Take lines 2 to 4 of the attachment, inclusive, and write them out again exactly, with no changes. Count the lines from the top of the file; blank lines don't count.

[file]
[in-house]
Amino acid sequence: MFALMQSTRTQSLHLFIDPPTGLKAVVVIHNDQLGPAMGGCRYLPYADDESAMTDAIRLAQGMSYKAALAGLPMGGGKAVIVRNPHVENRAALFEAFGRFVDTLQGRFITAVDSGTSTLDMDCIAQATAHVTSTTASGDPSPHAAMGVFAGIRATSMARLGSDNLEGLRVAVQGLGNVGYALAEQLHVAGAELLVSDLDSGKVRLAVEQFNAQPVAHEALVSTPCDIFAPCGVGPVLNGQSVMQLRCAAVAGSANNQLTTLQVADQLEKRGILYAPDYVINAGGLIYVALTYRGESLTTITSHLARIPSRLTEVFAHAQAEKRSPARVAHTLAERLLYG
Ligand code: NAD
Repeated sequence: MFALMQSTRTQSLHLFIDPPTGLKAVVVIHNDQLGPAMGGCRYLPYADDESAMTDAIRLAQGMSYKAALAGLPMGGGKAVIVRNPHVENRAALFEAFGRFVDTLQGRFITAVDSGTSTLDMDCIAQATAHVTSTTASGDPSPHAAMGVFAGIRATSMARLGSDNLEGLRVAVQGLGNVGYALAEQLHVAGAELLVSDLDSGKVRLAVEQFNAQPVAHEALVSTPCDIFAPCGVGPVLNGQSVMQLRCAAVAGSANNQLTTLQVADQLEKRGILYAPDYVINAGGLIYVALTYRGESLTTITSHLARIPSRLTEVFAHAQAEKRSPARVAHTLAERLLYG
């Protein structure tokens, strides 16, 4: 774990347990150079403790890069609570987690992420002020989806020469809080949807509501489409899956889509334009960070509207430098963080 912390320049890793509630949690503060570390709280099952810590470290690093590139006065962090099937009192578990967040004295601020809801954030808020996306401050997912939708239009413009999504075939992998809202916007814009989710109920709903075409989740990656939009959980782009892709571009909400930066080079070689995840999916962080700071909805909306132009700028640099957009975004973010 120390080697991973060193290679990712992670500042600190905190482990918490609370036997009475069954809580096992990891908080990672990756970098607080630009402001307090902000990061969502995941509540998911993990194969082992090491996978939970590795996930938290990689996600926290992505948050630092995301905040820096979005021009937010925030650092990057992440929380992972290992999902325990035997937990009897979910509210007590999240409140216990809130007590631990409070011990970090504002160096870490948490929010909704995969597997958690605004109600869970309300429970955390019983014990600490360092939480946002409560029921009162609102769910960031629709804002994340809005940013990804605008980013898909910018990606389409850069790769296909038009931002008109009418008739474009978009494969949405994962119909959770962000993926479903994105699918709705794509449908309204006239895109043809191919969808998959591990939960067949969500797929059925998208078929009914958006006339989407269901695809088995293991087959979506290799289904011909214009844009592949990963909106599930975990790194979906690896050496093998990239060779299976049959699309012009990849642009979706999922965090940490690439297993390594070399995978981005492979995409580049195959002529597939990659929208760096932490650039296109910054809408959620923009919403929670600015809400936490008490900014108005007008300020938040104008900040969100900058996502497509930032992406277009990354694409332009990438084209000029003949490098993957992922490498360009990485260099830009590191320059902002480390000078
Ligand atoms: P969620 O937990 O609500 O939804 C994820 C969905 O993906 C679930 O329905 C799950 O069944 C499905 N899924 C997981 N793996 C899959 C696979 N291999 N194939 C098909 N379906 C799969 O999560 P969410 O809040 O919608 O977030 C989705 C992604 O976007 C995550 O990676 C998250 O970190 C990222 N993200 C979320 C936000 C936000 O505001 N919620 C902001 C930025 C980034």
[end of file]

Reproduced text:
Amino acid sequence: MFALMQSTRTQSLHLFIDPPTGLKAVVVIHNDQLGPAMGGCRYLPYADDESAMTDAIRLAQGMSYKAALAGLPMGGGKAVIVRNPHVENRAALFEAFGRFVDTLQGRFITAVDSGTSTLDMDCIAQATAHVTSTTASGDPSPHAAMGVFAGIRATSMARLGSDNLEGLRVAVQGLGNVGYALAEQLHVAGAELLVSDLDSGKVRLAVEQFNAQPVAHEALVSTPCDIFAPCGVGPVLNGQSVMQLRCAAVAGSANNQLTTLQVADQLEKRGILYAPDYVINAGGLIYVALTYRGESLTTITSHLARIPSRLTEVFAHAQAEKRSPARVAHTLAERLLYG
Ligand code: NAD
Repeated sequence: MFALMQSTRTQSLHLFIDPPTGLKAVVVIHNDQLGPAMGGCRYLPYADDESAMTDAIRLAQGMSYKAALAGLPMGGGKAVIVRNPHVENRAALFEAFGRFVDTLQGRFITAVDSGTSTLDMDCIAQATAHVTSTTASGDPSPHAAMGVFAGIRATSMARLGSDNLEGLRVAVQGLGNVGYALAEQLHVAGAELLVSDLDSGKVRLAVEQFNAQPVAHEALVSTPCDIFAPCGVGPVLNGQSVMQLRCAAVAGSANNQLTTLQVADQLEKRGILYAPDYVINAGGLIYVALTYRGESLTTITSHLARIPSRLTEVFAHAQAEKRSPARVAHTLAERLLYG